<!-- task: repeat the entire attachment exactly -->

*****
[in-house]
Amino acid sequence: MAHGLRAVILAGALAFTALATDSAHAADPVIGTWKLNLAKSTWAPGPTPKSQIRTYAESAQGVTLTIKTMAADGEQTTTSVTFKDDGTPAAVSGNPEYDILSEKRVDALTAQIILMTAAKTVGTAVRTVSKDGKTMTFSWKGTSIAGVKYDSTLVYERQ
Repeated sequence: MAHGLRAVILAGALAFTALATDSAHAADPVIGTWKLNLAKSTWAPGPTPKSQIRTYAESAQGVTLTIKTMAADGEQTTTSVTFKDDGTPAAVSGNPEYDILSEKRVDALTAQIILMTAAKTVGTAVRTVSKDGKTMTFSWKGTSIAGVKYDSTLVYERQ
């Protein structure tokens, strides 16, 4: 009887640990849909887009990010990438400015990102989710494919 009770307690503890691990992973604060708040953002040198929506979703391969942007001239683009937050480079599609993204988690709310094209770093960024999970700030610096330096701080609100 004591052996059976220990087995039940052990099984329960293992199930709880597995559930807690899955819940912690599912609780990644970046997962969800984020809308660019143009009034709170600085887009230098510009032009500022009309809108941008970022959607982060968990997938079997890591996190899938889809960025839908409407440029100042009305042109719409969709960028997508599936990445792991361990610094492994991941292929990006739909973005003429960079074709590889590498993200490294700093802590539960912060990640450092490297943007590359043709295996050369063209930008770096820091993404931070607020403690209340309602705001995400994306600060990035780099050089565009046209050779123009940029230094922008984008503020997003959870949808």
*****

[in-house]
Amino acid sequence: MAHGLRAVILAGALAFTALATDSAHAADPVIGTWKLNLAKSTWAPGPTPKSQIRTYAESAQGVTLTIKTMAADGEQTTTSVTFKDDGTPAAVSGNPEYDILSEKRVDALTAQIILMTAAKTVGTAVRTVSKDGKTMTFSWKGTSIAGVKYDSTLVYERQ
Repeated sequence: MAHGLRAVILAGALAFTALATDSAHAADPVIGTWKLNLAKSTWAPGPTPKSQIRTYAESAQGVTLTIKTMAADGEQTTTSVTFKDDGTPAAVSGNPEYDILSEKRVDALTAQIILMTAAKTVGTAVRTVSKDGKTMTFSWKGTSIAGVKYDSTLVYERQ
């Protein structure tokens, strides 16, 4: 009887640990849909887009990010990438400015990102989710494919 009770307690503890691990992973604060708040953002040198929506979703391969942007001239683009937050480079599609993204988690709310094209770093960024999970700030610096330096701080609100 004591052996059976220990087995039940052990099984329960293992199930709880597995559930807690899955819940912690599912609780990644970046997962969800984020809308660019143009009034709170600085887009230098510009032009500022009309809108941008970022959607982060968990997938079997890591996190899938889809960025839908409407440029100042009305042109719409969709960028997508599936990445792991361990610094492994991941292929990006739909973005003429960079074709590889590498993200490294700093802590539960912060990640450092490297943007590359043709295996050369063209930008770096820091993404931070607020403690209340309602705001995400994306600060990035780099050089565009046209050779123009940029230094922008984008503020997003959870949808």